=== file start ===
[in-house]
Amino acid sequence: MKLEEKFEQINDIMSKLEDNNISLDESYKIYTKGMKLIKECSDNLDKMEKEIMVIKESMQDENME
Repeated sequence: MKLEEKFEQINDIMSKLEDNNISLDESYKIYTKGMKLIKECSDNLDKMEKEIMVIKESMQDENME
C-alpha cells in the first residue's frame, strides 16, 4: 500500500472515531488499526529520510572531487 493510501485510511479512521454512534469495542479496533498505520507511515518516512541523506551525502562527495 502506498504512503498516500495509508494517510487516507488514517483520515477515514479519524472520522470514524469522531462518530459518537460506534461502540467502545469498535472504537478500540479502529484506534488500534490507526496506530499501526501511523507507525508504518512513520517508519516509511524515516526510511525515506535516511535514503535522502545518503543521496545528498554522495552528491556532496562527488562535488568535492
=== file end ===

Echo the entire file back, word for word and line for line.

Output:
[in-house]
Amino acid sequence: MKLEEKFEQINDIMSKLEDNNISLDESYKIYTKGMKLIKECSDNLDKMEKEIMVIKESMQDENME
Repeated sequence: MKLEEKFEQINDIMSKLEDNNISLDESYKIYTKGMKLIKECSDNLDKMEKEIMVIKESMQDENME
C-alpha cells in the first residue's frame, strides 16, 4: 500500500472515531488499526529520510572531487 493510501485510511479512521454512534469495542479496533498505520507511515518516512541523506551525502562527495 502506498504512503498516500495509508494517510487516507488514517483520515477515514479519524472520522470514524469522531462518530459518537460506534461502540467502545469498535472504537478500540479502529484506534488500534490507526496506530499501526501511523507507525508504518512513520517508519516509511524515516526510511525515506535516511535514503535522502545518503543521496545528498554522495552528491556532496562527488562535488568535492